By Dave Workman
Judge Brett Kavanaugh, nominated by President Trump to the U.S. Supreme Court. [Screen snip, YouTube, C-span]
Judging by the reaction from anti-gunners to the nomination of Judge Brett Kavanaugh to the Supreme Court of the United States, one would think President Donald Trump had re-sunk the Titanic.
Perennial gun control proponent Sen. Charles Schumer (D-NY) immediately vowed to fight Kavanaugh’s confirmation “with everything I have.”
Everytown for Gun Safety, the gun prohibition lobbying group bankrolled by billionaire Michael Bloomberg, declared in an email blast, “Judge Brett Kavanaugh’s extreme outlier approach to the Second Amendment would elevate gun rights above public safety and put in jeopardy the full range of gun safety laws — including assault weapons and large-capacity magazine prohibitions, minimum age requirements, safe storage requirements, and other common-sense gun safety laws. We need to do everything we can right now to tell our senators to OPPOSE Trump’s SCOTUS pick.”
Judge Kavanaugh’s dissent in a case about banning so-called “assault rifles” in the District of Columbia might have something to do with their angst. The 53-year-old Kavanaugh wrote, “It follows from Heller’s protection of semi-automatic handguns that semi-automatic rifles are also constitutionally protected and that D.C.’s ban on them is unconstitutional. (By contrast, fully automatic weapons, also known as machine guns, have traditionally been banned and may continue to be banned after Heller.)
“D.C.’s registration requirement,” the judge added, “which is significantly more stringent than any other federal or state gun law in the United States, is likewise unconstitutional…”
That kind of fealty to the Second Amendment gives anti-gunners heartburn.
On the other side, however, the National Rifle Association and Second Amendment Foundation both released statements supporting the nomination.
NRA’s Chris Cox said the president had made “another outstanding choice.” He noted that Kavanaugh “has demonstrated his clear belief that the Constitution should be applied as the Framers intended.”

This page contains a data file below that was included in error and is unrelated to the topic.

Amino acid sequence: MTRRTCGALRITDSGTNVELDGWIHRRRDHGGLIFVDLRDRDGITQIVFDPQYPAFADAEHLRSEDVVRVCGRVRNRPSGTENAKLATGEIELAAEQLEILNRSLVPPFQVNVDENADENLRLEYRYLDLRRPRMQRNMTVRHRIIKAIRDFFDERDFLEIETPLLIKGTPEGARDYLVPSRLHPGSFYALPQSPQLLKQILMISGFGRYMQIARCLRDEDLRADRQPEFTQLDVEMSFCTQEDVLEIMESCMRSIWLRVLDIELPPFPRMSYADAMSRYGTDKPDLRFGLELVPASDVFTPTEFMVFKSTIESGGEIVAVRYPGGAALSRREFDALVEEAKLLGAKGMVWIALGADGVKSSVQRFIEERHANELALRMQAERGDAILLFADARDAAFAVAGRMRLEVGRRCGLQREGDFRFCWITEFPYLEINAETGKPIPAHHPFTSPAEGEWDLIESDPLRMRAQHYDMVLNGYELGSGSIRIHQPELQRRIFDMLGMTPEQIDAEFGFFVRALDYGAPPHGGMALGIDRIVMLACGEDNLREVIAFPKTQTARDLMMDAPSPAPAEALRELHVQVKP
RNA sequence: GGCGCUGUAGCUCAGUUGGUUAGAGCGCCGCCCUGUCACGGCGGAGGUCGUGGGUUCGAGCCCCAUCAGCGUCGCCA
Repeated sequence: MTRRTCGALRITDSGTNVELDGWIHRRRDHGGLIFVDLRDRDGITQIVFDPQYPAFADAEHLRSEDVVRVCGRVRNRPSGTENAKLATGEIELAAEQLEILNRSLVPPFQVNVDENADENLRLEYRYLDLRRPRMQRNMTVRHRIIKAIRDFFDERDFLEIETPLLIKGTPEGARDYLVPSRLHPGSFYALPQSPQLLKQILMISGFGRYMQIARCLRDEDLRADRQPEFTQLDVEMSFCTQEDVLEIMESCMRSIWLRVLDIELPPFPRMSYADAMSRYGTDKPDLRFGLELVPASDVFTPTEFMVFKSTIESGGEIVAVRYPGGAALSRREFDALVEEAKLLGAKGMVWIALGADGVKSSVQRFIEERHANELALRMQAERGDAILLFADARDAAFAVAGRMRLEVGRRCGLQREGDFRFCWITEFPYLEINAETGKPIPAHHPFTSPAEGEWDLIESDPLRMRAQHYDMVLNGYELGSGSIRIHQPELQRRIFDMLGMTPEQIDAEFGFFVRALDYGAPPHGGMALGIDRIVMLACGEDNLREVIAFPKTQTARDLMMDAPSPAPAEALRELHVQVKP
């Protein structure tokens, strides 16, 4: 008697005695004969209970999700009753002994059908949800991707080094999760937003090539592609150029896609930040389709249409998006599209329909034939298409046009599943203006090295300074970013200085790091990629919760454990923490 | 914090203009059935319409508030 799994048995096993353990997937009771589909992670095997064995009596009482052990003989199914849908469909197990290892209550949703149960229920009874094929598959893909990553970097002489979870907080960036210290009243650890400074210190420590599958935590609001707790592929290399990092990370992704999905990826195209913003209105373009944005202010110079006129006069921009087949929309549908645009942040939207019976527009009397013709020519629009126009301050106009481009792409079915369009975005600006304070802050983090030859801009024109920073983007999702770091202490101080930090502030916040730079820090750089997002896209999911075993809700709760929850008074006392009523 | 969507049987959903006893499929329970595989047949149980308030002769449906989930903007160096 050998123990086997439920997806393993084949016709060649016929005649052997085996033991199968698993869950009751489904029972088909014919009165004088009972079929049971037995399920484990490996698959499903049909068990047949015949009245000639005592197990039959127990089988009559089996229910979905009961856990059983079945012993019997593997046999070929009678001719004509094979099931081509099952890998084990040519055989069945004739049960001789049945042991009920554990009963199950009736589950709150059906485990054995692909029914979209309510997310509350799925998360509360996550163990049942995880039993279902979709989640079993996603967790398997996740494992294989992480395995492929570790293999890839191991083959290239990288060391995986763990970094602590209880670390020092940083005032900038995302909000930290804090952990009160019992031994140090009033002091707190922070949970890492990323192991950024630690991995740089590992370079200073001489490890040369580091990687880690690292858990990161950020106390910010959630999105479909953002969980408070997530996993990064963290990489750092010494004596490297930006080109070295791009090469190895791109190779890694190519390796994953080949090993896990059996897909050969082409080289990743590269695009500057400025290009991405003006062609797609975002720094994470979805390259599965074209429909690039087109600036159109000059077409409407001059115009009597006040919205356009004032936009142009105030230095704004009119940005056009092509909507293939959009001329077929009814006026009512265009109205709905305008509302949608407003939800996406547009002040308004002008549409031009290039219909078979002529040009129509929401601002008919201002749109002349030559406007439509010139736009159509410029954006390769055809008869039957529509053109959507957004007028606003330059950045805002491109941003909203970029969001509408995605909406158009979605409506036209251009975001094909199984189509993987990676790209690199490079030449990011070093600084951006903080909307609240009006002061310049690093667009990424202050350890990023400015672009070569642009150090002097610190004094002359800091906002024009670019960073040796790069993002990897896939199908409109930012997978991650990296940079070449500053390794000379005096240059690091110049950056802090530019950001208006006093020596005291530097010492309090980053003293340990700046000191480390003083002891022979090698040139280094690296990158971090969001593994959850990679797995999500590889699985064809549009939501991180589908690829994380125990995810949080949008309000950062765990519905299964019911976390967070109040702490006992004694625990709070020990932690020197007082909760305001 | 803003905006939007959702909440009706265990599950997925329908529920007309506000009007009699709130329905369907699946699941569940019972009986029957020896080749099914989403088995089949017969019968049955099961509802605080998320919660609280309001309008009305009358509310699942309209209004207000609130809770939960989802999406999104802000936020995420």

That’s toxic to people like Schumer, and SAF’s Alan Gottlieb added a drop or two of pure poison when he observed, “by adding Judge Kavanaugh, we might see the high court become more willing to accept and rule on important Second Amendment issues, such as right-to-carry.”
Over the past few years, both NRA and SAF have challenged various state carry laws, none of which were accepted by the high court for review. That was then, and if Kavanaugh is confirmed, this would be “now.”
“We know that the Court will face enormous challenges on other rights issues,” Gottlieb added, “but the right to keep and bear arms is a cornerstone of the Bill of Rights that has set this nation apart as a beacon of freedom and liberty. It is time for the court to examine the constitutionality of various state laws that restrict the right to carry, for example, and make arbitrary decisions about who can exercise that right.”
Who Is This Guy Kavanaugh?
According to a backgrounder provided to Insider Online by the White House, Brett Kavanaugh is a veteran judge on the U.S. Court of Appeals for the D.C. Circuit Court.
Judge Kavanaugh was introduced by President Trump Monday evening. [Screen snip, YouTube, C-span])
He was appointed to that position in 2006 after being nominated by then-President George W. Bush. Kavanaugh has a B.A from Yale, where he graduated cum laude in 1987, and a Yale law degree earned in 1990.
He clerked in the Third Circuit U.S. Court of Appeals 1990-91, and in the Ninth Circuit Court of Appeals 1991-92. He later clerked for Associate Justice Anthony Kennedy, whose seat he’s been nominated to fill.
He spent some time in private practice in the late 1990s but was an associate counsel for President Bush in 2001-03 and then senior associated counsel in 2003.